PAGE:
French Papa Would Approve of This Genteel Enclave

Alexis de Tocqueville found little to admire in American food. When the author of Democracy in America visited this country in 1831, he was as appalled by the cuisine as any self-respecting Frenchman would be, calling it “the infancy of the art: the vegetables and fish before the meat, the oysters for dessert … In a word, complete barbarism.” And to make matters worse, he was usually offered brandy and water instead of wine with his meals.

He would certainly be astonished by the restaurant bearing his name (or, at least, a more democratic version of it, without the aristocratic “de”) that has recently opened near Union Square. What would he have made, for example, of “Confit Day Boat Maine Cod,” a dish on the menu that sounds like a New York Post headline?

Tocqueville is owned by Marco Moreira and his wife, Jo-Ann Makovitzky, who have run the nearby catering business Marco Polo for the past 10 years. Ms. Makovitzky says they chose the name to reflect the style of their cuisine. “One of the things de Tocqueville did was study why Americans are different. They are always trying to be innovative and progressive but they are still European in background. So our cooking is European in its basis, but American in that it’s progressive.” Which means the emphasis is on fresh seasonal ingredients, used eclectically. (And, being a block from the Union Square Greenmarket, there’s no shortage of choices. Mr. Moreira says he gets tomatoes from a vendor who sells 120 varieties, from some smaller than a dime to others the size of a baseball.)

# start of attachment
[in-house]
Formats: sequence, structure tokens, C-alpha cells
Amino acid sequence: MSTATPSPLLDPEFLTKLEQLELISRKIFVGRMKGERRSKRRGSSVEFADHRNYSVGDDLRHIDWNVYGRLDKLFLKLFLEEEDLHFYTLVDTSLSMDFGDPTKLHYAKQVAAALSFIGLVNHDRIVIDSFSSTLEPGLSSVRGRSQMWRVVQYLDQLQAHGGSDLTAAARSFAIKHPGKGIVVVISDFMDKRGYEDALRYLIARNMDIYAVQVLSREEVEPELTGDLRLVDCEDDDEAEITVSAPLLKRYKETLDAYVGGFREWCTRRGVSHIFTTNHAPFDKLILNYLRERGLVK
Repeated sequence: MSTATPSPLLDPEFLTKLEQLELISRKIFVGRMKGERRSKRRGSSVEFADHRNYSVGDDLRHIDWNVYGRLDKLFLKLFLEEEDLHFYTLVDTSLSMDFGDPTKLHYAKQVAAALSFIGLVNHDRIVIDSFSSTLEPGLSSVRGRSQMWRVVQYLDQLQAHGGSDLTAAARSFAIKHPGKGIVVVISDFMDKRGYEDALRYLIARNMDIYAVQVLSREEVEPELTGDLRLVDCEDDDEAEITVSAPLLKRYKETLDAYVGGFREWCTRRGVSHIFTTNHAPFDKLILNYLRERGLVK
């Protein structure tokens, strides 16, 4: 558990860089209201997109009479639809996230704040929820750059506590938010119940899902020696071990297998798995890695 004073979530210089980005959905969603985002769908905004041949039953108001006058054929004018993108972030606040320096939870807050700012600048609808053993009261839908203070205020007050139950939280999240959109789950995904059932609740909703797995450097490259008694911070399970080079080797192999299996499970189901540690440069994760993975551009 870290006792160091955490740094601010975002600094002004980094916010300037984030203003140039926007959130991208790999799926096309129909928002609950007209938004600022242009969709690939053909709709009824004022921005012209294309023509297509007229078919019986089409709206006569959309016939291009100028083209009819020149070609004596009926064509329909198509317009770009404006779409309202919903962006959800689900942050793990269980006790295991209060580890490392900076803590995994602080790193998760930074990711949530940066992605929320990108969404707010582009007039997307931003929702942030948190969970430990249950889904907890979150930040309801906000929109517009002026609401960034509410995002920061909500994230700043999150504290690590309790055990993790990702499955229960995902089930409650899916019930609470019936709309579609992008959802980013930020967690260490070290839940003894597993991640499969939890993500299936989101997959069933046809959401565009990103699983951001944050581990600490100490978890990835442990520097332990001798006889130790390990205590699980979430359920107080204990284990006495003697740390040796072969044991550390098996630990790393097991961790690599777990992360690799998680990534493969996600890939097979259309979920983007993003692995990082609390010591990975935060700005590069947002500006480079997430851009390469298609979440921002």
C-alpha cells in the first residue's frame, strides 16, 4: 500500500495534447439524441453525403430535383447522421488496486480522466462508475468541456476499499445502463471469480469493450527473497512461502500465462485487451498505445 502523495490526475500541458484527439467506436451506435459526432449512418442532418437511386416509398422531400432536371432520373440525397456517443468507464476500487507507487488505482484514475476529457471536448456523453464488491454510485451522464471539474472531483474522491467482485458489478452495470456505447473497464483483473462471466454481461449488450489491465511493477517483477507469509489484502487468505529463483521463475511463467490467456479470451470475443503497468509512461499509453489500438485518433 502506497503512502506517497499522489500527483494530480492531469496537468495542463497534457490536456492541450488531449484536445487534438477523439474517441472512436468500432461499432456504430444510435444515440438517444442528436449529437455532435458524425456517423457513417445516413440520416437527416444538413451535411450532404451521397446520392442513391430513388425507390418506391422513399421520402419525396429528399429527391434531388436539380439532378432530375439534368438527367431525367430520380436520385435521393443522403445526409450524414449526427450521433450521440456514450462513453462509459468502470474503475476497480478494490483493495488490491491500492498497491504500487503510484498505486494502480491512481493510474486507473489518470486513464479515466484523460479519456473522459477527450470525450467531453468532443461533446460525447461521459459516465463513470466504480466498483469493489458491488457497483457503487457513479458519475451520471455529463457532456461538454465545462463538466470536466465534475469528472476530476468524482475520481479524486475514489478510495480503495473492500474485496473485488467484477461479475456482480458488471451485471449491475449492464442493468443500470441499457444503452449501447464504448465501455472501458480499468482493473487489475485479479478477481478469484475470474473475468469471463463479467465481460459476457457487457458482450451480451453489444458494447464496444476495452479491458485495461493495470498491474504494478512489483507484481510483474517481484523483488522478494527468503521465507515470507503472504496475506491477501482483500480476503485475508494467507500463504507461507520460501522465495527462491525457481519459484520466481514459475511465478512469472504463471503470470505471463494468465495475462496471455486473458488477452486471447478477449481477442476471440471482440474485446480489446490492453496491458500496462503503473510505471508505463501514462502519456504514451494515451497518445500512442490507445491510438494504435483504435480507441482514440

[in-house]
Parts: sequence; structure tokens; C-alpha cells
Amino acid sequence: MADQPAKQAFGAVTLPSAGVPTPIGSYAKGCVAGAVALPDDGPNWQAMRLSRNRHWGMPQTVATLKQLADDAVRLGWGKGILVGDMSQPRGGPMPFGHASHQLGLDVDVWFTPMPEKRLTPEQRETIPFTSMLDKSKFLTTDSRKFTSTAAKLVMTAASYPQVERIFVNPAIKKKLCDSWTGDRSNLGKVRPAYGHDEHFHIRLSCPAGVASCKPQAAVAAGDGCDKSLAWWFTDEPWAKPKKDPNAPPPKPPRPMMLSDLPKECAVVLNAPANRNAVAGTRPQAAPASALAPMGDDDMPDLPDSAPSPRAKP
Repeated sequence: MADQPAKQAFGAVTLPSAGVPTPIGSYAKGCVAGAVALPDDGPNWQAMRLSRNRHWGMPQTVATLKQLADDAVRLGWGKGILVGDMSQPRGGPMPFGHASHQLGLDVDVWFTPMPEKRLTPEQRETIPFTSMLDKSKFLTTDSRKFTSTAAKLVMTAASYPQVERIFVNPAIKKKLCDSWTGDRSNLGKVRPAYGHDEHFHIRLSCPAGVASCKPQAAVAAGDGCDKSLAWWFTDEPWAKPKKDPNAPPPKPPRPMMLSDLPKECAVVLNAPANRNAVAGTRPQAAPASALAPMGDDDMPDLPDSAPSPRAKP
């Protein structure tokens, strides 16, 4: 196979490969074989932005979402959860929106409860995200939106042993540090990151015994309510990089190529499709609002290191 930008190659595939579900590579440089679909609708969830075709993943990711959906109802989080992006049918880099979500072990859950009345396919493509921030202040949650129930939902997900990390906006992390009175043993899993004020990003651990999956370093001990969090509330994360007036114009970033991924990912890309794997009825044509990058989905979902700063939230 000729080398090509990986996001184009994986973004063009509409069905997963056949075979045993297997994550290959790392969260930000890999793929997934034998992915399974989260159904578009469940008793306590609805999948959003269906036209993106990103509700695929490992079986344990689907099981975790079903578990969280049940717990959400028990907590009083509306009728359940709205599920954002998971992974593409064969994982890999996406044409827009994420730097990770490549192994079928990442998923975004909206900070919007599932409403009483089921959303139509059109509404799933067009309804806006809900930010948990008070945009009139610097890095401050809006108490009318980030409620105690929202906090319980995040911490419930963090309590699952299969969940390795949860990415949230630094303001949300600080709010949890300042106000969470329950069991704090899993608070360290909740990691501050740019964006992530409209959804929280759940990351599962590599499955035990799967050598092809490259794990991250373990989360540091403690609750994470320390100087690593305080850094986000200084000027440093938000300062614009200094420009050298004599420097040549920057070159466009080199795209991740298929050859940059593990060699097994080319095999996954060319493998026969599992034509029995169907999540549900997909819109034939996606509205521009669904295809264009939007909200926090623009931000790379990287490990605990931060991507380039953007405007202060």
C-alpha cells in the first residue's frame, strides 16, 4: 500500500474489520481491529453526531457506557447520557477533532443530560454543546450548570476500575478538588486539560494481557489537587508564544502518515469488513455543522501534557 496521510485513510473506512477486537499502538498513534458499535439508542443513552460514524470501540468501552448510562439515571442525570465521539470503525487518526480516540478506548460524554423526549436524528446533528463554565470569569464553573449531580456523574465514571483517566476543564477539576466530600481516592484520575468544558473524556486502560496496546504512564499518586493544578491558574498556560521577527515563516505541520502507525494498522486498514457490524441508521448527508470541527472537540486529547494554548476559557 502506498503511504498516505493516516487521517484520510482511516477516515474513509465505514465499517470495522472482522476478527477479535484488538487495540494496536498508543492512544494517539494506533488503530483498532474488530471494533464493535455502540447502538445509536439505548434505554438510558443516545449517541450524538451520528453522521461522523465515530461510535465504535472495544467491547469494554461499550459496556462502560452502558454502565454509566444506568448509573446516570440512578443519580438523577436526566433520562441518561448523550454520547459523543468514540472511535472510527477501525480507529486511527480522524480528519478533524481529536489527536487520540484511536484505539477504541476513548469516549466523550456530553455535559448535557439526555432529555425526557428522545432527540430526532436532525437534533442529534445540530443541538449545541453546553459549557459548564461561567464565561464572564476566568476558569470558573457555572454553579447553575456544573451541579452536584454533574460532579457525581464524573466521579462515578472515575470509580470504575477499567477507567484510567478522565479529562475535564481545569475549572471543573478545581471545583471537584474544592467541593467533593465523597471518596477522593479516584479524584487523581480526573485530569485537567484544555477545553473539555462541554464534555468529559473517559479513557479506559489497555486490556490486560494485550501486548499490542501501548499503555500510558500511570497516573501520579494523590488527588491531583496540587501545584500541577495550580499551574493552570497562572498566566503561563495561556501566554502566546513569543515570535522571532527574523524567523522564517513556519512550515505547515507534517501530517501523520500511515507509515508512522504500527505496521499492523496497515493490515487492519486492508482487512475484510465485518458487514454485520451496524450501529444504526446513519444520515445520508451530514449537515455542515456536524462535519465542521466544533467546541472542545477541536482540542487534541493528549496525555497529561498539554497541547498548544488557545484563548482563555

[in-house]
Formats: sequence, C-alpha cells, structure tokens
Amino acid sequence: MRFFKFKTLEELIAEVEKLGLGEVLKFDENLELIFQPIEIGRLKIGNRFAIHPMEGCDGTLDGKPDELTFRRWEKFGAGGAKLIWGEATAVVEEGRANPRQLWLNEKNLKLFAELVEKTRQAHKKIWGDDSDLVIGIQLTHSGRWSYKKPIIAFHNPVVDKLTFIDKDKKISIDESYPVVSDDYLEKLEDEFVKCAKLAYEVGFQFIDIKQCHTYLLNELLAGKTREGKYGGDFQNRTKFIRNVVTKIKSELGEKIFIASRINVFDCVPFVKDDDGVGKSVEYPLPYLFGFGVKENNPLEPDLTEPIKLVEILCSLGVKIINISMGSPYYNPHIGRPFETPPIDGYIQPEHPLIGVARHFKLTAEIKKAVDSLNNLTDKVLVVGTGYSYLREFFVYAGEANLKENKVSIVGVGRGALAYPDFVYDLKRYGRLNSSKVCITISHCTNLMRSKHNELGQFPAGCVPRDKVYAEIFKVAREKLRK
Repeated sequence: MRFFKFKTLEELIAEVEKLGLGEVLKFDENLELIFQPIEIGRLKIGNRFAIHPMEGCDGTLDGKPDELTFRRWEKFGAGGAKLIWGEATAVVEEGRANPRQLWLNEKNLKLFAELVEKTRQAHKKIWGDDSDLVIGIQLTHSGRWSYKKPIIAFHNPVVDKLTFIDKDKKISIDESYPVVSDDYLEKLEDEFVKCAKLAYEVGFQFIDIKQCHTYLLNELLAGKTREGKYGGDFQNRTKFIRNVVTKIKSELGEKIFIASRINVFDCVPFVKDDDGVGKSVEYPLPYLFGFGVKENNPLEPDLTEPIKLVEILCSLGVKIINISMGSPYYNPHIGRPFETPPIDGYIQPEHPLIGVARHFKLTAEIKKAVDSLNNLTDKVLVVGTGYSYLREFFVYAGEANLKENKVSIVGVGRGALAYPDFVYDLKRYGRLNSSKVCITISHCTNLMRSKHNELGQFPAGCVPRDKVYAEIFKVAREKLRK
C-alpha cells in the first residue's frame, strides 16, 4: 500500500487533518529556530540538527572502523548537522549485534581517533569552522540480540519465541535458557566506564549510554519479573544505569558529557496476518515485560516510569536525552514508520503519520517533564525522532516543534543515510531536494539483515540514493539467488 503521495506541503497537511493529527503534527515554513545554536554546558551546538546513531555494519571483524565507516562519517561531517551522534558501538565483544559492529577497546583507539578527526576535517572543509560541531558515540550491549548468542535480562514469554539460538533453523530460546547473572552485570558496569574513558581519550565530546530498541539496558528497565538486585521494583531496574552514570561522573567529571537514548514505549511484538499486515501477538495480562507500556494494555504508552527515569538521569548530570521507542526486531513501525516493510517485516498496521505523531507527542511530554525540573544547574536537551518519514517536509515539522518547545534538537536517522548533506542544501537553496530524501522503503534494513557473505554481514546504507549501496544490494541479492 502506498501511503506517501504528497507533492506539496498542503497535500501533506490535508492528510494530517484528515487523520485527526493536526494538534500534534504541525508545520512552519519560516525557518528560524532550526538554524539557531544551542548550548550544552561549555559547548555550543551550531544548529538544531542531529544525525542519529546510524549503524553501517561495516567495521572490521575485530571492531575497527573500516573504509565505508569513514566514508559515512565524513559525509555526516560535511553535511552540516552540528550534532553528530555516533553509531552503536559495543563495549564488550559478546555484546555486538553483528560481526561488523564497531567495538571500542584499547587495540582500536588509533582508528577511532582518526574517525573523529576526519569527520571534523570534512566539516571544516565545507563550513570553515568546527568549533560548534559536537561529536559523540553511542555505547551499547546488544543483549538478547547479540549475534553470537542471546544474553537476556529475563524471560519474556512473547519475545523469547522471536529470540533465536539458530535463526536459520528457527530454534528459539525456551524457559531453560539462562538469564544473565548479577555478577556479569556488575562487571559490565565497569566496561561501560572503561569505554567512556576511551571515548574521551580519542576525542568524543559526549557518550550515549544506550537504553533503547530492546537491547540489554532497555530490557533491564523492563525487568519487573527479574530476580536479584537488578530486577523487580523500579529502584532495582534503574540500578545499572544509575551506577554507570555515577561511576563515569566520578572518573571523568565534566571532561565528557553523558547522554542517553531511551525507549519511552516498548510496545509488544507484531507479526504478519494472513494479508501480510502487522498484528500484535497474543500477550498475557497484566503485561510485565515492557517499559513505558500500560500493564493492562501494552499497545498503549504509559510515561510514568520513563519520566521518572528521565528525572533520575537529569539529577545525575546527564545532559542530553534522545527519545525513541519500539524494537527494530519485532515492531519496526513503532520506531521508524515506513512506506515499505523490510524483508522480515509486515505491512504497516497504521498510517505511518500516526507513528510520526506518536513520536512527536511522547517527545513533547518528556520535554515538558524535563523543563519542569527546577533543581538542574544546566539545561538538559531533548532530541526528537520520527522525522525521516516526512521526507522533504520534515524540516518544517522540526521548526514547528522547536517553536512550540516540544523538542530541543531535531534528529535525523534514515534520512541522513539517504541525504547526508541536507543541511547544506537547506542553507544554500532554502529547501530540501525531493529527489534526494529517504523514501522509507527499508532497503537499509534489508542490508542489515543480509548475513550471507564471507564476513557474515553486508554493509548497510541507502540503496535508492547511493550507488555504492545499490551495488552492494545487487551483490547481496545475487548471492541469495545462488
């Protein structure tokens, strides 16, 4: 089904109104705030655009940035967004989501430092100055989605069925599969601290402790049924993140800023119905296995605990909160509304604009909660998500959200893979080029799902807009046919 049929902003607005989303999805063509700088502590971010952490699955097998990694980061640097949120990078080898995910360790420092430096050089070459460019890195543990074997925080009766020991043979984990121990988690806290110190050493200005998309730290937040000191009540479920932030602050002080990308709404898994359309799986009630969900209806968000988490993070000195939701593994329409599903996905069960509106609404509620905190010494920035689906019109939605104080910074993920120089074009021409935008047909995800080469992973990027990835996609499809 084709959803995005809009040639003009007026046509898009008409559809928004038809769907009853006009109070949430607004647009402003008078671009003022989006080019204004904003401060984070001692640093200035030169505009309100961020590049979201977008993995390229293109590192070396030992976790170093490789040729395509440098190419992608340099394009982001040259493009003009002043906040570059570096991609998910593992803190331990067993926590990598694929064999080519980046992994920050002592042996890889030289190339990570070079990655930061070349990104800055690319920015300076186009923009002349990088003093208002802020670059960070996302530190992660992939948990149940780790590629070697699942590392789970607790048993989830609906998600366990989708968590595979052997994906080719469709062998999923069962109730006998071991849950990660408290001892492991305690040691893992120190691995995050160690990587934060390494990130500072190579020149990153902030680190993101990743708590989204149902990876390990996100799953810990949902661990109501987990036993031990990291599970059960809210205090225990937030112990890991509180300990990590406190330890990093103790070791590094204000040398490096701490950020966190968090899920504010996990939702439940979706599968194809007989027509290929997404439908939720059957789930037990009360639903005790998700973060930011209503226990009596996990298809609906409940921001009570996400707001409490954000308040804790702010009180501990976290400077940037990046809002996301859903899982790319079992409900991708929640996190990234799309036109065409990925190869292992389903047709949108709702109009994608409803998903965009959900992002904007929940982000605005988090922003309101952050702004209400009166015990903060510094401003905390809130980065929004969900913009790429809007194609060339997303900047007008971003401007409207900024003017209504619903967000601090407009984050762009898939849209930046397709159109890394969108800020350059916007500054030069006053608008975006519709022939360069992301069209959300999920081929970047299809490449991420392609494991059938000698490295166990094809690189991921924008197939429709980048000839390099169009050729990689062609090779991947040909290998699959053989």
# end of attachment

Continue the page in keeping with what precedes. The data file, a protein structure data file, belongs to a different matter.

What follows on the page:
We had been uptown at a party and walked in a half-hour late for our table, so we waited in the cozy anteroom, which has a small wood bar, a long banquette, wicker baskets, wooden cabinets and small cafe tables. By day, pastries, coffee and sandwiches are served here. At night, the bar serves wine and beer, offering about two dozen wines by the glass, their names scrawled on a blackboard. Two of us sat down on the banquette and the other two on the chairs opposite, which were mismatched and of wildly different heights. I towered over my companion who, although over 6 feet tall when he stood up, looked as though he were auditioning for a role as one of Snow White’s seven dwarfs.

The dining room next door is more formal: triangular, intimate and plush, with high ceilings hung with chandeliers topped with little boudoir lampshades. The place feels a bit like an 18th-century gaming room. One side of the room is lined with large windows with small glass panels at the top that look like the windows on the parlor floors of old houses in Amsterdam. The windows are hung on each side with shimmering gold raw silk curtains, and a white half-curtain stretched across the center (in Holland they’d be left uncurtained to show you that nothing untoward is going on, a custom that makes evening walks around town all the more interesting). It’s a narrow room, with just two rows of well-spaced tables and blue and gold banquettes along a completely unadorned yellow wall (they could use a strip of mirror here so people facing the wall can see what’s going on behind them).

It seemed right to start dinner with a wine from a vineyard that, according to our waiter, was owned by Thomas Jefferson. It was a Viognier from Horton Vineyards in Virginia, and absolutely delicious. Also wonderful was the Dolcetto d’Alba, one of the cheaper reds on the list at $34.